The position of the anchor point is key. An incorrectly positioned anchor point which is not directly overhead can expose workers to the so-called pendulum effect, where the worker swings back and forth after a fall. This can cause serious injuries if a worker hits nearby surfaces such as a wall or beam. Installing the anchor point directly above the work area and ensuring that that angle between the worker and the anchor does not exceed 30 degrees can help prevent such accidents.
Safety is enhanced by positioning anchor points overhead, but this is not always possible on a flat roof, for example, or on a scaffolding structure being assembled floor by floor in an upward direction. When workers risk falling over an edge and do not have the option to use a higher anchor point, it is vital to use self-retracting lifelines that are fully edge-tested and approved to be attached at ground level.
Using the Correct Body Wear
For body wear, it is absolutely critical for workers to wear PPE such as full-body harnesses, and they must be worn at all times when working at height. Unfortunately, PPE for workers at height is not always used consistently, particularly when workers are moving between areas of a site and only spending part of their day near a potentially dangerous edge. Luckily, there are options available today that set new standards for ergonomics and user comfort. For example, there are harnesses with stretch-flex webbing around the legs and shoulders to accommodate the body’s movement and breathable shoulder and back padding to minimize overhead muscular fatigue and to keep workers cool. As manufacturers embrace these types of innovations in PPE, it means that more workers can consistently wear their PPE without discomfort all shift long.
Connecting Anchor Points To Body Wear
Connecting devices are the intermediate attachments that connect the worker's harness to the anchorage points. They can include shock absorbing lanyards, self-retracting devices, personal fall limiters and rope grabs.
Broadly, connecting devices fall into two categories: those used for fall restraint and those used for fall arrest. Fall restraint devices prevent workers from reaching a hazard. Fall arrest devices allow workers to reach a hazard and help protect them if they fall. When it comes to the connection component, workers need to take into account the fall clearance distance and the work application. Around sharp edges, the lanyard should be exceptionally strong, durable and flexible. Workers grinding or welding at heights need to use non-flammable lanyards, for instance.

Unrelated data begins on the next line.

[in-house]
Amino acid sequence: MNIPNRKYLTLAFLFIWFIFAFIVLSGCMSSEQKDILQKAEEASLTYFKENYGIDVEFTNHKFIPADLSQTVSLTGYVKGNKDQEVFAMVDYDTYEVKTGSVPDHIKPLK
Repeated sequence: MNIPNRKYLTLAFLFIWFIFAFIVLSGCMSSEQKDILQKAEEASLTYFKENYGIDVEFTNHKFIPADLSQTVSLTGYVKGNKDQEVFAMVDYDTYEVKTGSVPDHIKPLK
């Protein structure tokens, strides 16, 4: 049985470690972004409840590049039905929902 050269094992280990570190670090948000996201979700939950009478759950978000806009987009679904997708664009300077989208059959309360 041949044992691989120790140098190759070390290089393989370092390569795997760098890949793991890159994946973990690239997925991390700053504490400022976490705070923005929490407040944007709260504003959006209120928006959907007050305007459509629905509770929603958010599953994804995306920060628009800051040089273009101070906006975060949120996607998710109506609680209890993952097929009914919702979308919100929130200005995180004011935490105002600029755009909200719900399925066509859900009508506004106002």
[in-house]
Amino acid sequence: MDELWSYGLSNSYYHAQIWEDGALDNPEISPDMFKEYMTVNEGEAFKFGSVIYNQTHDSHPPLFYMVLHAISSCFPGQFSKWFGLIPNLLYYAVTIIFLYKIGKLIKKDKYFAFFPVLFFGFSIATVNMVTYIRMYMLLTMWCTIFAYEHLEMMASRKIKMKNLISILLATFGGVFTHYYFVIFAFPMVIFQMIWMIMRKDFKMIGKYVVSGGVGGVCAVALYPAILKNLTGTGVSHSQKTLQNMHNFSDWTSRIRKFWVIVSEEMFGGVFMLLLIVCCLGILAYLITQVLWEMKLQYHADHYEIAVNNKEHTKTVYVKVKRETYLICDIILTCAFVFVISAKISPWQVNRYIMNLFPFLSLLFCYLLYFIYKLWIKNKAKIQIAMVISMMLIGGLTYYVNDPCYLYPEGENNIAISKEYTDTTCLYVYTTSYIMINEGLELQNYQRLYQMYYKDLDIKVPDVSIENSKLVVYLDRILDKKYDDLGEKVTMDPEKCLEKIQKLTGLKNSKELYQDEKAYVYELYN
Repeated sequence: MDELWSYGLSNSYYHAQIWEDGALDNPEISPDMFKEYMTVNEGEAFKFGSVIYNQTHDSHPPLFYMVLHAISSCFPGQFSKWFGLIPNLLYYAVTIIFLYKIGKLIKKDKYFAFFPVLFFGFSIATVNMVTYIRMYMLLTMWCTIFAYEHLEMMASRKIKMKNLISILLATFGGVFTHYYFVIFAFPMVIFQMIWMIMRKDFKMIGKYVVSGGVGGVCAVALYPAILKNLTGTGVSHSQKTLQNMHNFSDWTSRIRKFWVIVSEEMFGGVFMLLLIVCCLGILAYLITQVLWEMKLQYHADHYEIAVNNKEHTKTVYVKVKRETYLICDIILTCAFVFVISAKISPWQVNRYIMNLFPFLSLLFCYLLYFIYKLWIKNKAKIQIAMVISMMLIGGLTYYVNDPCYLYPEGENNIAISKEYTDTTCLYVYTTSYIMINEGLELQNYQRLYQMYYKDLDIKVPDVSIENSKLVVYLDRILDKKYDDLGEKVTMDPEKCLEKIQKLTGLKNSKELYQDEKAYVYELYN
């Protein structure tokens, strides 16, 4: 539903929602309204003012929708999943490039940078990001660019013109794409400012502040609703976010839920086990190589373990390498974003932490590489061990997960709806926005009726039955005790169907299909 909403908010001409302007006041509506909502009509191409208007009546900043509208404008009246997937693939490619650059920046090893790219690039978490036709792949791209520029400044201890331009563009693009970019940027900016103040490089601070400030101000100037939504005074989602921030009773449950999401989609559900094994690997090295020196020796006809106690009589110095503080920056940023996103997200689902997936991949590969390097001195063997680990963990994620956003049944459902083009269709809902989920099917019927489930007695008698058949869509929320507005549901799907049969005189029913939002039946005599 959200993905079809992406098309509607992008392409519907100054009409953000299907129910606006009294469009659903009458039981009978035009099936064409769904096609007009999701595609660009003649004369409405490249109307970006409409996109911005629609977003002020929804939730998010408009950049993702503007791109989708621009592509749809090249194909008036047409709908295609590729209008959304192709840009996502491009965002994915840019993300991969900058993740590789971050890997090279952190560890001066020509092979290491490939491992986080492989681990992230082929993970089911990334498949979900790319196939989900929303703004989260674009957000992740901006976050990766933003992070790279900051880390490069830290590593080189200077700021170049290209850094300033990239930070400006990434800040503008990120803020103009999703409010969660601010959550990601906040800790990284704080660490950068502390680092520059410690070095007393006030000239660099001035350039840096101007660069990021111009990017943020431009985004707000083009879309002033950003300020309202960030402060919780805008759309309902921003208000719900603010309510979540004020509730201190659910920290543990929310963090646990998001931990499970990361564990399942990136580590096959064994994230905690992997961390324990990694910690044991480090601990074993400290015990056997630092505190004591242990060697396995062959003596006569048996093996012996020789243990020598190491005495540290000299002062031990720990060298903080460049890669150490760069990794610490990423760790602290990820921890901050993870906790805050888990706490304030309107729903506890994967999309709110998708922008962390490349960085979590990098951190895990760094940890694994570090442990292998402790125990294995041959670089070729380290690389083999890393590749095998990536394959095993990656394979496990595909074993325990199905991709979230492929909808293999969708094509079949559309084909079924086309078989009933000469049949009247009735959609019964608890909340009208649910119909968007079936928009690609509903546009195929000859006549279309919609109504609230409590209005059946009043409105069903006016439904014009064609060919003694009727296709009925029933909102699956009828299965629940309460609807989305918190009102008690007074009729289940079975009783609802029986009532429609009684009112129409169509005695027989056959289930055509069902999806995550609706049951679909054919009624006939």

Ensuring Proper Maintenance of Protective Equipment
For PPE to be able to do its job as it was designed to, it is also important to inspect the gear before each use and to put it on properly. This means checking for burns, tears, fading and rusted buckles, to name a few.
Comprehensive maintenance does not stop at PPE. All connecting and self-retracting devices can also be subject to wear and damage over time. Even a small amount of damage can compromise the performance of the gear and potentially lead to severe injuries from a fall. Stringent maintenance and inspection regimens for all components of personal fall arrest systems are crucial in creating a safe work environment. Inspection practices should include the process of bending the webbing of equipment over a pipe or other cylindrical rod from one end to the other. By slowly rotating the webbing, it is possible to check the entire circumference for cuts, snags, breaks or evidence of long-term degradation, such as swelling, discoloration, cracks, brittle surfaces and hardness. For a full checklist of how to inspect equipment to ensure safety, product inspection guides are available.
Keeping Safety Top of Mind
For many industrial employees, working at height is a regular part of the job. By identifying workplace hazards early, using the correct equipment for the job and making sure all gear is well cared for and compliant with regulatory standards, workers can help stay protected.
This article originally appeared in the September 1, 2022 issue of Occupational Health & Safety.